One of the reasons you are so sore and tired is a lack of restorative sleep. FMS interrupts the deep sleep cycle with short bursts of high intensity brain activity. Your muscles need deep sleep in order to repair themselves from the day’s activities. No deep sleep means higher levels of pain which rapidly becomes a vicious circle. Restoring some level of deep sleep is a crucial part of treating FMS. You should be on a sleep aid like Amitriptyline to help with this issue.

Some people with FMS are very sensitive to touch. This is called “Allydonia.” Pressure from clothing, bra straps, watchbands and anything that touches the skin may be uncomfortable. There is no solution to this issue other than to find clothing that feels comfortable. I have Allydonia but some days I am less sensitive and can wear whatever I want. Other days, I stand in my closet wishing that my nightdress was appropriate day wear out in public.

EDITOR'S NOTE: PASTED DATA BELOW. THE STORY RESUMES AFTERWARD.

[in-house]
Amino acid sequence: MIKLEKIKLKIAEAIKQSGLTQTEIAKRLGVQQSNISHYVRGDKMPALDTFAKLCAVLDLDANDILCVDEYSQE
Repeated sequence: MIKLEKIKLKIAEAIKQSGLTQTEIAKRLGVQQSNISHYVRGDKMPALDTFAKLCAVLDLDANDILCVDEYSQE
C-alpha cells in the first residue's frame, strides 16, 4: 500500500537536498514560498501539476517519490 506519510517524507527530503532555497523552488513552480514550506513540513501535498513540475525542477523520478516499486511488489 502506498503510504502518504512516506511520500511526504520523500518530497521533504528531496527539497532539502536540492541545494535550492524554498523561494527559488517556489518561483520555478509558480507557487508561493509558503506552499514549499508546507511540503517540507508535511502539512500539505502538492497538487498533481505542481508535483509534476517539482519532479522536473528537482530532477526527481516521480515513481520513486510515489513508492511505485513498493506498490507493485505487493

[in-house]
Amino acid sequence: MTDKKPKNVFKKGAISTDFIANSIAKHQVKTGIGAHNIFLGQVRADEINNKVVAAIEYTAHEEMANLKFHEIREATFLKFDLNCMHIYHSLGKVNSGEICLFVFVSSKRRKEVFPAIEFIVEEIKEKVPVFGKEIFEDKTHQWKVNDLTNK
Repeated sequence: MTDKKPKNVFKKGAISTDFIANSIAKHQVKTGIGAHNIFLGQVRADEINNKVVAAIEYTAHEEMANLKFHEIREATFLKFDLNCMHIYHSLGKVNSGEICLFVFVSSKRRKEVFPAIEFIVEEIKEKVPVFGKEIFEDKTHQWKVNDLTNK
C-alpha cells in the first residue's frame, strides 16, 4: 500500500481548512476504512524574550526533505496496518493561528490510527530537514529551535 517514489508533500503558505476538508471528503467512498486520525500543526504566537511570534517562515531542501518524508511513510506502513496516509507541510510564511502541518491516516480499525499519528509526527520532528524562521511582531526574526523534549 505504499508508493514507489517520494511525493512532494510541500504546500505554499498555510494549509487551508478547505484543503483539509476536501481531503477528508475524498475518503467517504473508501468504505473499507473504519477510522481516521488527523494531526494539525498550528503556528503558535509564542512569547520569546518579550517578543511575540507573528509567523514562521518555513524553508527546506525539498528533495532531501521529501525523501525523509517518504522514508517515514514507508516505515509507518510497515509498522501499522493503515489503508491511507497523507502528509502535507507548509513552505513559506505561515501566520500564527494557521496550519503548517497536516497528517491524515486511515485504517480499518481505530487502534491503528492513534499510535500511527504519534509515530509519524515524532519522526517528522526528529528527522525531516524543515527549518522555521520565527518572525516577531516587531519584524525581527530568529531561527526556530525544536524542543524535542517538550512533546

With regards to diet, if you use anything containing an artificial sweetener, get rid of it. That also includes Splenda. If you require a sweetener, use something made from the nontoxic Stevia plant like Truvia or Sun Crystals which can be found right alongside the other sweetners in any decent grocery store. Avoid deep fried food, lunchmeat and wine (nitrates) as they will probably increase your pain level too.

It is normal to be in denial after this diagnosis. There is a grieving process that goes along with learning to live with a chronic illness like FMS. If you find that you can not work your way out of it in a reasonable amount of time, please consider seeing a counselor for extra support. Many of us, me included see someone and find it extremely helpful. You should try and find someone who has experience in treating chronic illness patients.